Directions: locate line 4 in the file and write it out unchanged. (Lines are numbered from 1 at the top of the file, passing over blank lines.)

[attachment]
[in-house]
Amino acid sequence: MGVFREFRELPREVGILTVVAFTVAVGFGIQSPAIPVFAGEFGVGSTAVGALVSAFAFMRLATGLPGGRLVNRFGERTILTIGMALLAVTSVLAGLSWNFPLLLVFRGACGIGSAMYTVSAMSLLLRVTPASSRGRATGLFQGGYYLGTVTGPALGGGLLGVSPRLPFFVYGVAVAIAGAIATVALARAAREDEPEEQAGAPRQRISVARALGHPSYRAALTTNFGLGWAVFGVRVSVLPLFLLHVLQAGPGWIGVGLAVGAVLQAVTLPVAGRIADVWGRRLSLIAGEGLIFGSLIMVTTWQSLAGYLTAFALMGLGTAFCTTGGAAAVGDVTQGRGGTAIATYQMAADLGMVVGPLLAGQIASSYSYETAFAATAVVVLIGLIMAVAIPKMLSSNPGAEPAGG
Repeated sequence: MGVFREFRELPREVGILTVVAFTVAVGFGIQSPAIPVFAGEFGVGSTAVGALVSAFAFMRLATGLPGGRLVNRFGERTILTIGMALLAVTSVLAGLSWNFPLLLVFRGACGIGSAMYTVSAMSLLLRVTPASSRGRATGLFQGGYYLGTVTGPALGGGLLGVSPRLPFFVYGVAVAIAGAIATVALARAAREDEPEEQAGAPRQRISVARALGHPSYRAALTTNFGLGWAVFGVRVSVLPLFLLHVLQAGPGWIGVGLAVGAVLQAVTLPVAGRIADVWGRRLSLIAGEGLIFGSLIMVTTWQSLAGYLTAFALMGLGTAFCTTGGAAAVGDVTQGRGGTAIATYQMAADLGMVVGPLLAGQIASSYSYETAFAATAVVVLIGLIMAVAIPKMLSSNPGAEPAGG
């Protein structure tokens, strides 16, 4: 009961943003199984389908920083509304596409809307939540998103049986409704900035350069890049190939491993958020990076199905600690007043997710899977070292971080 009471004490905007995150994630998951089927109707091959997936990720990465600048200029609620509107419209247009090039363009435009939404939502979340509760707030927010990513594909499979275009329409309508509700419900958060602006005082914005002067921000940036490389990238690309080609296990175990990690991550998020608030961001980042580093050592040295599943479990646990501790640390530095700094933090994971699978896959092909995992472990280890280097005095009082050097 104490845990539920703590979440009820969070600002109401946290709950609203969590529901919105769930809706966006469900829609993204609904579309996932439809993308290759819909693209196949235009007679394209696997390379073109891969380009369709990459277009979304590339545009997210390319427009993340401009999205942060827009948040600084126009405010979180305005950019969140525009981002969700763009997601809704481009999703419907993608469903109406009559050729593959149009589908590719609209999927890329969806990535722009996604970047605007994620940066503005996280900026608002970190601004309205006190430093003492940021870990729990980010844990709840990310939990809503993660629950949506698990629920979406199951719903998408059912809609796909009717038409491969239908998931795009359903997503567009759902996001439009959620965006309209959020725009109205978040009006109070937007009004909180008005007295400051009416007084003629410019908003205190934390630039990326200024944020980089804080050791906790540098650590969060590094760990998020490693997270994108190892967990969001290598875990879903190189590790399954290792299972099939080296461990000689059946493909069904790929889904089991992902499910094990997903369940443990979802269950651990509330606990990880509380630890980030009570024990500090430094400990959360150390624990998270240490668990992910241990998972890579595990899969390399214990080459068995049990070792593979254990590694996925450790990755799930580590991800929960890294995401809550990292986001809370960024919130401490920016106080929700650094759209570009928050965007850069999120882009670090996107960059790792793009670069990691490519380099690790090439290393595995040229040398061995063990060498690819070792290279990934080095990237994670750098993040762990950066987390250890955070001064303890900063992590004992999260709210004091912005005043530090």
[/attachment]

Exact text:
């Protein structure tokens, strides 16, 4: 009961943003199984389908920083509304596409809307939540998103049986409704900035350069890049190939491993958020990076199905600690007043997710899977070292971080 009471004490905007995150994630998951089927109707091959997936990720990465600048200029609620509107419209247009090039363009435009939404939502979340509760707030927010990513594909499979275009329409309508509700419900958060602006005082914005002067921000940036490389990238690309080609296990175990990690991550998020608030961001980042580093050592040295599943479990646990501790640390530095700094933090994971699978896959092909995992472990280890280097005095009082050097 104490845990539920703590979440009820969070600002109401946290709950609203969590529901919105769930809706966006469900829609993204609904579309996932439809993308290759819909693209196949235009007679394209696997390379073109891969380009369709990459277009979304590339545009997210390319427009993340401009999205942060827009948040600084126009405010979180305005950019969140525009981002969700763009997601809704481009999703419907993608469903109406009559050729593959149009589908590719609209999927890329969806990535722009996604970047605007994620940066503005996280900026608002970190601004309205006190430093003492940021870990729990980010844990709840990310939990809503993660629950949506698990629920979406199951719903998408059912809609796909009717038409491969239908998931795009359903997503567009759902996001439009959620965006309209959020725009109205978040009006109070937007009004909180008005007295400051009416007084003629410019908003205190934390630039990326200024944020980089804080050791906790540098650590969060590094760990998020490693997270994108190892967990969001290598875990879903190189590790399954290792299972099939080296461990000689059946493909069904790929889904089991992902499910094990997903369940443990979802269950651990509330606990990880509380630890980030009570024990500090430094400990959360150390624990998270240490668990992910241990998972890579595990899969390399214990080459068995049990070792593979254990590694996925450790990755799930580590991800929960890294995401809550990292986001809370960024919130401490920016106080929700650094759209570009928050965007850069999120882009670090996107960059790792793009670069990691490519380099690790090439290393595995040229040398061995063990060498690819070792290279990934080095990237994670750098993040762990950066987390250890955070001064303890900063992590004992999260709210004091912005005043530090």